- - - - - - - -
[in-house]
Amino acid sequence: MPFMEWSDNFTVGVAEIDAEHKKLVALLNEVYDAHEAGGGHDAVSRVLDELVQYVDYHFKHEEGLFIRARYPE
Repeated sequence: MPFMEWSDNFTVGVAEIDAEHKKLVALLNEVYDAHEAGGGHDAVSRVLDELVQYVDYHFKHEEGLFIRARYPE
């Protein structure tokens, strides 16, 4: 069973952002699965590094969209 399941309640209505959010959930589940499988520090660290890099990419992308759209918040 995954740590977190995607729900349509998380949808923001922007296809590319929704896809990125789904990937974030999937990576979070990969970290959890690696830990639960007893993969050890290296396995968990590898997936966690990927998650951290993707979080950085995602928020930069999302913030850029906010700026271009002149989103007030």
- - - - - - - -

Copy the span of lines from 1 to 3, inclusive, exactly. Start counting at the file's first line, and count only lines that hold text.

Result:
[in-house]
Amino acid sequence: MPFMEWSDNFTVGVAEIDAEHKKLVALLNEVYDAHEAGGGHDAVSRVLDELVQYVDYHFKHEEGLFIRARYPE
Repeated sequence: MPFMEWSDNFTVGVAEIDAEHKKLVALLNEVYDAHEAGGGHDAVSRVLDELVQYVDYHFKHEEGLFIRARYPE